Birds – Pacific Black Duck, Grey Teal, Straw-necked Ibis, White-faced Heron, Black-shouldered Kite, White-headed (Black-winged) Stilt (1),  Masked Lapwing, Black-fronted Dotterel (8), Rock Dove (Feral Pigeon), Crested Pigeon, Nankeen Kestrel, Brown Falcon (Hodgson Cr), Cockatiel, Red-rumped Parrot, Pale-headed Rosella, Yellow-rumped Thornbill, Grey Butcherbird, Pied Butcherbird, Australian Magpie, Black-faced Cuckoo Shrike (Hodgson Cr), Willie Wagtail, Magpie-lark, Torresian Crow, Golden-headed Cisticola, Zebra Finch and Australian Pipit. (Taxonomy follows the International Ornithological Congress, 6.3, 2016)

Frogs: Two species of frogs were heard calling in a patch of rushes in Hodgson Creek. They were Spotted Grass Frog (Limnodynastes tasmaniensis) and Striped Marsh Frog (Limnodynastes peroni). The call of the Spotted Marsh Frog is like a short machine gun burst –‘Burrup Burrup’, whereas the Striped Marsh Frog makes a soft ‘toc-toc’ call.

Dragonflies along Hodgson Creek, Cambooya:
There was a considerable amount of dragonfly activity, mostly associated with ‘begetting’, near the remaining pools of water in Hodgson Creek. Males were actively patrolling their territories with some males and females flying in tandem thus allowing the females to deposit eggs into the water. I managed to identify four different species of dragonflies with a further two or three species of medium-sized dragonflies unidentified because they didn’t perch to allow a photo to be taken. Interestingly there were no damselflies present.
Australian Emperor (Hemianax papuensis)
Male and female flying in tandem
Blue Skimmer (Orthetrum caledonicum)

Scarlet Percher (Diplacodes haematodes)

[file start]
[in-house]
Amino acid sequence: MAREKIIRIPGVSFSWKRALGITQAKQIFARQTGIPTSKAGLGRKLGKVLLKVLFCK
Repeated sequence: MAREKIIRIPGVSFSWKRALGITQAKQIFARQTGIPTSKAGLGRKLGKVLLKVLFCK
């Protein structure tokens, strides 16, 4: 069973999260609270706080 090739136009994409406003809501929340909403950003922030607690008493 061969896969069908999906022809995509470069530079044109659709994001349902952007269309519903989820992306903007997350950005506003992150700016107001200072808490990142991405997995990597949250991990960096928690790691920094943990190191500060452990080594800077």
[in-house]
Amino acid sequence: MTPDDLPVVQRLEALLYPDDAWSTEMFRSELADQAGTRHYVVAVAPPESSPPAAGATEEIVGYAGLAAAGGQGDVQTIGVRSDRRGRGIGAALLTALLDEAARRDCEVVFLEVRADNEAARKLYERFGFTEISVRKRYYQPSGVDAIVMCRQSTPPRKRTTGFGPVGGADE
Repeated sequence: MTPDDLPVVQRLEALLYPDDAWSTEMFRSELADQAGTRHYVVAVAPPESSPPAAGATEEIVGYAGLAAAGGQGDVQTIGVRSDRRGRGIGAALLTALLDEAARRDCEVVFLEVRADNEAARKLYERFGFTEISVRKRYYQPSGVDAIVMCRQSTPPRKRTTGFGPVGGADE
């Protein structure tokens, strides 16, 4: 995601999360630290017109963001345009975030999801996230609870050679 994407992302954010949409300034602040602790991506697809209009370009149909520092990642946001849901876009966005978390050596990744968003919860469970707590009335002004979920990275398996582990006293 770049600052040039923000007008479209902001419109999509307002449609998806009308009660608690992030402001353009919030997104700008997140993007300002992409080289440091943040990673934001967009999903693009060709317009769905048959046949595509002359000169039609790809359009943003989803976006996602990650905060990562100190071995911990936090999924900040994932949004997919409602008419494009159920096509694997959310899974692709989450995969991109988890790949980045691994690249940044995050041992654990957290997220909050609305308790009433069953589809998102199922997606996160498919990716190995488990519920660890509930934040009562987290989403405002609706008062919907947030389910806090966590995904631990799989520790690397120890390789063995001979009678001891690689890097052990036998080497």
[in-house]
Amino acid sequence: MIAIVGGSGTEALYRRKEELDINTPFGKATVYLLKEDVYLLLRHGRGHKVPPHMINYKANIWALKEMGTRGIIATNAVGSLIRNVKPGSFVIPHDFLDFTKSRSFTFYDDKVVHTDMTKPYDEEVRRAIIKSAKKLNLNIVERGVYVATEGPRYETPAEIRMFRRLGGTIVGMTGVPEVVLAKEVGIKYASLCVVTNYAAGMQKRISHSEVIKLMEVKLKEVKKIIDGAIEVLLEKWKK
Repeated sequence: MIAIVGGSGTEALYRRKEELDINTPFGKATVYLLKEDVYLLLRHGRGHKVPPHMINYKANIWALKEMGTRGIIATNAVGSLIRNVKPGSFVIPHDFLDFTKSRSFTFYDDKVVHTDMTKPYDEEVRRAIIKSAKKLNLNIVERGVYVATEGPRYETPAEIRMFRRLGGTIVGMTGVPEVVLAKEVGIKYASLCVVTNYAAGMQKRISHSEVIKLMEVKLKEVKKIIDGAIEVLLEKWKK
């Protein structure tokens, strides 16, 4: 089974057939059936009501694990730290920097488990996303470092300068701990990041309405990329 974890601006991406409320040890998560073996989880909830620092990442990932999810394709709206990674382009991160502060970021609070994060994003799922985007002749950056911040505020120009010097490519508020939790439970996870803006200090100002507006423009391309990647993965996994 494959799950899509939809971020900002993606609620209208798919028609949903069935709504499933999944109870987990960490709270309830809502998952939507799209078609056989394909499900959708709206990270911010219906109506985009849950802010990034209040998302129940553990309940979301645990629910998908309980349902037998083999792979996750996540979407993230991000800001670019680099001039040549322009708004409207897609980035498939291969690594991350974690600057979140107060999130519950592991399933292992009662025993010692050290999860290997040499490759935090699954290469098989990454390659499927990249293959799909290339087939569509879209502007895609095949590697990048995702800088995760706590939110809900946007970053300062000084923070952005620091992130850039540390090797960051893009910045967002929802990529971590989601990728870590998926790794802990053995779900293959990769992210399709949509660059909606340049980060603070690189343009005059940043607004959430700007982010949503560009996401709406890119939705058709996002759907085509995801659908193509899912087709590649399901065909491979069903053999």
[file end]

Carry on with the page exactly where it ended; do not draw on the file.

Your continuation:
No dark markings on a scarlet
Wandering (Common) Percher
(Diplacodes bipunctata). Note: dark
markings on a reddish orange abdomen

(Photos by Al Young)

(Article and photo by Patricia Gardner)

At our March meeting, Rod Hobson and Bruce Lawrie told us that the vegetation around the ponds might include some good quality Queensland Bluegrass grassland, a Regional Ecosystem type (11.8.11), which is classified as “of concern”. Because of the dry weather, they found it difficult to be sure when they visited, a few weeks ago. They remarked on the importance of grasslands as ecosystems and the tendency for them to be undervalued in comparison with treed ecosystems. They expressed the hope that if further investigation showed the Wyreema wetland to have value as a grassland, any planting of trees would be carefully restricted to prevent damaging it.
On our outing, we found it similarly difficult to get a good idea of the full range of plants there, though because of the recent rain it was looking a little healthier than when Rod and Bruce saw it. Given that many of our local grassland plants either die back to their perennial underground roots in dry times, or have seed that won’t germ-inate until good rain comes, there are likely to be more species there than we saw.
Blushing bindweed (Convolvulus erubescens
There was certainly plenty of Queensland bluegrass Dichanthium sericeum there. Other grasses included Yabila grass (star grass) Panicum queenslandicum. There were very few native trees, but we saw Mountain coolibah, Eucalyptus orgadophila and Sally Wattle, Acacia salicina. These species, and their very sparse distribution, are both typical of R.E. 11.8.11.

Healthy grasslands always contain a good population of
wildflowers. We saw blushing bindweed Convolvulus  erubescens; sensitive plant Neptunia gracilis; plover Daisy Leiocarpa brevicompta; tah vine Boerhavia dominii; yellowtop daisy Senecio pinnatifolius (AKA Senecio lautus) and maloga bean Vigna vexillata (the little yellow pea). We also saw a good scattering of Austral cornflower Rhaponticum australe (AKA Stemmacantha australe), the vulnerable plant mentioned by Mick on Friday night. These little grassland forbs are all good butterfly host plants.

No comments: